MSc in Conservation Science
This unique course will give you the skills required for success in the highly competitive field of international conservation.
It is taught in partnership with three of the most high-profile conservation practitioners in the UK:
- the Royal Botanic Gardens at Kew
- the Institute of Zoology, the research division of the Zoological Society of London
- the Durrell Wildlife Conservation Trust
You will be immersed in the ongoing conservation work of these organisations, and will be able to choose six-month research project topics linked to their conservation programmes, ensuring that your project contributes to real-world conservation.
The course provides a strong quantitative basis for conservation work, including decision theory, conservation planning, statistical computing and modelling.
By learning to collect, analyse and use both socioeconomic and biological information, you will gain a truly interdisciplinary understanding of the theory and practice of conservation.
By the end of the course you will not only have developed an ability to analyse conservation issues, but you will also know how to put this understanding into action, implementing successful conservation projects.
The taught element of the course is arranged in week-long modules and cover topics such as the current state of the environment, poverty-environment linkages, drivers of biodiversity loss, conservation ethics and key techniques in conservation. You also study a number of real world case studies.
The course has a particular focus on interactive group work. Through this you will develop the skills you need to succeed as a conservation professional:
- writing proposals
- managing projects
- facilitating stakeholder engagement
- presenting posters
- giving talks at scientific forums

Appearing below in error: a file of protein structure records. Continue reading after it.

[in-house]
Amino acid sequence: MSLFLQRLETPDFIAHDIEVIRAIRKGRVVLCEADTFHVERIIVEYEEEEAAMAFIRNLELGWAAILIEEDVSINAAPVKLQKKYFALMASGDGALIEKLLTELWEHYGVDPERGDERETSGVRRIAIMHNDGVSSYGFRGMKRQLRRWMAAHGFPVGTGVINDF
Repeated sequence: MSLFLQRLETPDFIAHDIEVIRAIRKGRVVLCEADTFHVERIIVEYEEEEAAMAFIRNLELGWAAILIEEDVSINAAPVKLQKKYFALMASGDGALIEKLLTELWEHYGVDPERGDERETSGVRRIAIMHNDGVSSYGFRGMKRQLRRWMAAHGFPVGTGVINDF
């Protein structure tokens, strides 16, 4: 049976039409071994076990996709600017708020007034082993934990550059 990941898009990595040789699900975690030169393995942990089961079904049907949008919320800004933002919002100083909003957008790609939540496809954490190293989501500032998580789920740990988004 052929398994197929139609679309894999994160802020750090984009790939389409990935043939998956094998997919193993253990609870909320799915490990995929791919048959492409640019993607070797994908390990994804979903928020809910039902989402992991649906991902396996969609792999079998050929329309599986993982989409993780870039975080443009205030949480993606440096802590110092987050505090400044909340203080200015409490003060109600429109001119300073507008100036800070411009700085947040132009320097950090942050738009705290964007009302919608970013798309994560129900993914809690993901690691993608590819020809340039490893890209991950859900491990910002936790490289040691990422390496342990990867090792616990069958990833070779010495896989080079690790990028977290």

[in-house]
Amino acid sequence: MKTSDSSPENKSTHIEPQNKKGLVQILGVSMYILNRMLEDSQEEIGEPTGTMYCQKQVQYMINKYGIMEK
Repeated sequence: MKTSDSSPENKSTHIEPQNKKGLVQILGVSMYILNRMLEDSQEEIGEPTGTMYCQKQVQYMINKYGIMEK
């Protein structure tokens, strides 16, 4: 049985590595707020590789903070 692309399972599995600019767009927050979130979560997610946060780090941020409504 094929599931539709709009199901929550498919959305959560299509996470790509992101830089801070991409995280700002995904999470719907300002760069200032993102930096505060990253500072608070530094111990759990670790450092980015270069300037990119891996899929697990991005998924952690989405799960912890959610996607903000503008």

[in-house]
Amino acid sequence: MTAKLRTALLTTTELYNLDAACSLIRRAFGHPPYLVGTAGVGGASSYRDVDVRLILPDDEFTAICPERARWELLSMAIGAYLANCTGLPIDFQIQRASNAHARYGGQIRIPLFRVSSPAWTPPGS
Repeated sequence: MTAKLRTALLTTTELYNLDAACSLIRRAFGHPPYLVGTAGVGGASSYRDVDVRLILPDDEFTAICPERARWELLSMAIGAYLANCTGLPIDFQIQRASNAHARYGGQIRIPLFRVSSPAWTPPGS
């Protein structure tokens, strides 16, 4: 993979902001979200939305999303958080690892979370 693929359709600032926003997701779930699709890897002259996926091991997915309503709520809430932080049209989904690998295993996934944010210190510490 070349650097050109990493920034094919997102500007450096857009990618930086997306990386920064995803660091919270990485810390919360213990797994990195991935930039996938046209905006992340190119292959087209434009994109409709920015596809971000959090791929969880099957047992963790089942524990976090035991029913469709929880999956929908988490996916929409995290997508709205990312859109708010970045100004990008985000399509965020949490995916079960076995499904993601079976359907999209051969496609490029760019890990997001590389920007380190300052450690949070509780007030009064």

A 23-week individual research project, conducted under supervision, accounts for 50% of your overall degree mark. Your project, to be written up as a thesis, can be on any topic within the broad area of conservation science as long as it has a clear application to conservation of the natural world. Some projects are purely ecological, and others pure social science. Many have aspects of both. Past project titles include:
- Livelihoods in an artisanal fishing community and the effect of ecotourism
- Reconciling protected area management and sustainable development in the Indian Himalayas
- Resolving human-bear conflict in the Venezuelan Andes
- Evaluating the use of camera traps to estimate animal abundance
Minimum academic requirement
2.1 Honours degree in any subject. Applicants without the relevant level of qualification but substantial field experience may be considered.
The academic requirement above is for applicants who hold or who are working towards a UK qualification.
We also accept a wide variety of international qualifications.
English language requirements
All candidates must demonstrate a minimum level of English language proficiency for admission to the College.
For admission to this course, you must achieve the standard College requirement in the appropriate English language qualification.
This school offers programs in:
Last updated November 17, 2015